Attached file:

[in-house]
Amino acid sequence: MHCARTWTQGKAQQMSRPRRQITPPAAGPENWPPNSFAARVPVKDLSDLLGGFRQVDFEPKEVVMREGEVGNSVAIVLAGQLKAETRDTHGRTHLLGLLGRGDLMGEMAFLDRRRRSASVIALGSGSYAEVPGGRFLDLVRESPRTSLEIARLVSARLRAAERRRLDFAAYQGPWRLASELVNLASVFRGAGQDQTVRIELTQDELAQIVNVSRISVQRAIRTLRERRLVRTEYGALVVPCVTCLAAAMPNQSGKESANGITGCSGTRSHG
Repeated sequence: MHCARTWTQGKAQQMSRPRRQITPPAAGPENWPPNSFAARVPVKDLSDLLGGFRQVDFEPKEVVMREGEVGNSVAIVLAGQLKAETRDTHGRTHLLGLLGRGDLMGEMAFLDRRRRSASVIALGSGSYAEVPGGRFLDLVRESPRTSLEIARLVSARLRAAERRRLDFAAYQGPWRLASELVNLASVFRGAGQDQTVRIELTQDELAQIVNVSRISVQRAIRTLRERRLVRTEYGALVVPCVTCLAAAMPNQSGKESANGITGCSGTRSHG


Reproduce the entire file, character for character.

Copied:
[in-house]
Amino acid sequence: MHCARTWTQGKAQQMSRPRRQITPPAAGPENWPPNSFAARVPVKDLSDLLGGFRQVDFEPKEVVMREGEVGNSVAIVLAGQLKAETRDTHGRTHLLGLLGRGDLMGEMAFLDRRRRSASVIALGSGSYAEVPGGRFLDLVRESPRTSLEIARLVSARLRAAERRRLDFAAYQGPWRLASELVNLASVFRGAGQDQTVRIELTQDELAQIVNVSRISVQRAIRTLRERRLVRTEYGALVVPCVTCLAAAMPNQSGKESANGITGCSGTRSHG
Repeated sequence: MHCARTWTQGKAQQMSRPRRQITPPAAGPENWPPNSFAARVPVKDLSDLLGGFRQVDFEPKEVVMREGEVGNSVAIVLAGQLKAETRDTHGRTHLLGLLGRGDLMGEMAFLDRRRRSASVIALGSGSYAEVPGGRFLDLVRESPRTSLEIARLVSARLRAAERRRLDFAAYQGPWRLASELVNLASVFRGAGQDQTVRIELTQDELAQIVNVSRISVQRAIRTLRERRLVRTEYGALVVPCVTCLAAAMPNQSGKESANGITGCSGTRSHG